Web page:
Duodenitis, Diarrhea, and Death in a Patient with AIDS
A 47-year-old Native American male was initially evaluated in the emergency room with a 4-month history of diarrhea, which was described as voluminous, foul smelling, and occurring 3–6 times daily, both day and night. It was associated with diminished oral intake, lassitude, anorexia, and an unintentional weight loss of 42 lb over the past year. His roommate additionally reported that, following the diagnosis of infection with human immunodeficiency virus (HIV), the patient had become disoriented, forgetful, and anhedonic.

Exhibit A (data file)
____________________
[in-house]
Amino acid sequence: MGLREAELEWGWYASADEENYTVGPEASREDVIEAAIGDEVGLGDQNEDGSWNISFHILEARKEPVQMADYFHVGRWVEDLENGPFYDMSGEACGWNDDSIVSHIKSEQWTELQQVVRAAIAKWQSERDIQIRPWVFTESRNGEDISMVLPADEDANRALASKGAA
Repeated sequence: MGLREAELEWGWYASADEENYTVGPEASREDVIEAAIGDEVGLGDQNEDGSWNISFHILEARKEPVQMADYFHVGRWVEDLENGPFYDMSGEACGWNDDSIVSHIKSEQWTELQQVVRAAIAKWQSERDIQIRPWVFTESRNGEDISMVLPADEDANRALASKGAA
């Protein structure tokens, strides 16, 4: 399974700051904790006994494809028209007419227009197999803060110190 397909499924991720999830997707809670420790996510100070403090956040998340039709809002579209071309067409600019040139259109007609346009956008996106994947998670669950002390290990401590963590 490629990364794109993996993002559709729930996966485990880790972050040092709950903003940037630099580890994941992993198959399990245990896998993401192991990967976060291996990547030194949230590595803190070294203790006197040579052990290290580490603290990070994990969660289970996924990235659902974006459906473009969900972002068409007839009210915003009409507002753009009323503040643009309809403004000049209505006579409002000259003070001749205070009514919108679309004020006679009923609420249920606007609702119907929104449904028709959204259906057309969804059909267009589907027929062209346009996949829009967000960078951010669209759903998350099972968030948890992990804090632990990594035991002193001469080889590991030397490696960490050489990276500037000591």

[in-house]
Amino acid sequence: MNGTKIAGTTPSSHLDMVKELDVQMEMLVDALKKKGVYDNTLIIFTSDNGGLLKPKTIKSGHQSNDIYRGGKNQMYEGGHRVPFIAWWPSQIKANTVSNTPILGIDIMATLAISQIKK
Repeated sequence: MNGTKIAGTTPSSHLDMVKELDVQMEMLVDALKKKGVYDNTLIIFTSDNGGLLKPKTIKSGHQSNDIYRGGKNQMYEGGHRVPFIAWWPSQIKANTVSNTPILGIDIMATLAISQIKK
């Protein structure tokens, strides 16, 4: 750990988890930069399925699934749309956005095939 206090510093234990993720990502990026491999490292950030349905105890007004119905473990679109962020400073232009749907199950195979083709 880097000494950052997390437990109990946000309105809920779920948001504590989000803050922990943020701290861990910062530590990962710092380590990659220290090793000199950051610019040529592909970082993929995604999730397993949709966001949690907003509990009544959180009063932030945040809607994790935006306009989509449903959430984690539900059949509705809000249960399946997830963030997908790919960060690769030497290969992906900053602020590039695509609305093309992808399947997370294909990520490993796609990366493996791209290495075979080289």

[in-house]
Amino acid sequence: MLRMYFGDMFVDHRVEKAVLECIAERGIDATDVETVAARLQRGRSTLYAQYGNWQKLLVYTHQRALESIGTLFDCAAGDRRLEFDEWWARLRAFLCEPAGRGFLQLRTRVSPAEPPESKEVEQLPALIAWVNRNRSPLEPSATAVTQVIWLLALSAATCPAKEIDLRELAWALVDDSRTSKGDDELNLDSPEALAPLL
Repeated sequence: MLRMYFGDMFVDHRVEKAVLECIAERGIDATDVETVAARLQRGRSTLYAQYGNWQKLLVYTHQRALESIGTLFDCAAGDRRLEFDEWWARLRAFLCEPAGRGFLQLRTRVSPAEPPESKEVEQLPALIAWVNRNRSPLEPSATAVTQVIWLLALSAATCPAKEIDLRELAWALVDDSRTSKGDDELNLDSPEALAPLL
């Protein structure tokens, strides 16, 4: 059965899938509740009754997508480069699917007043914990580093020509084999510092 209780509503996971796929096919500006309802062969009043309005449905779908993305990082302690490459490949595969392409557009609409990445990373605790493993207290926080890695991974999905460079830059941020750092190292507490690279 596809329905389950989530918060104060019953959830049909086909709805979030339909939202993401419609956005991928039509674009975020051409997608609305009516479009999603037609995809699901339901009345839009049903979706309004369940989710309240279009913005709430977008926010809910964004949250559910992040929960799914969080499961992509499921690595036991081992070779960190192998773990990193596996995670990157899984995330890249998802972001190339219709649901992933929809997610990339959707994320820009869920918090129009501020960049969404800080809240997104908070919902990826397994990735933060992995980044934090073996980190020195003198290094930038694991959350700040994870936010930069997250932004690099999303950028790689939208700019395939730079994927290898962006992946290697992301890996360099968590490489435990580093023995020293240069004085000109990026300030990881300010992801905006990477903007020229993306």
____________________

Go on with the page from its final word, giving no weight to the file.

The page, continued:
The patient’s HIV infection was diagnosed 8 months prior to this presentation. At the time of diagnosis, he was diagnosed with pneumococcal pneumonia and hairy leukoplakia as complications of the acquired immune deficiency syndrome (AIDS). The major risk factor was having unprotected sex with men. The patient’s cluster of differentiation (CD)4 count at the time of diagnosis was 12 cells/mm3, and his viral load was 271,000 copies/ml. After hospital...
KeywordsHIV AIDS Mycobacterium avium Diarrhea Antiretroviral therapy Whipple’s disease
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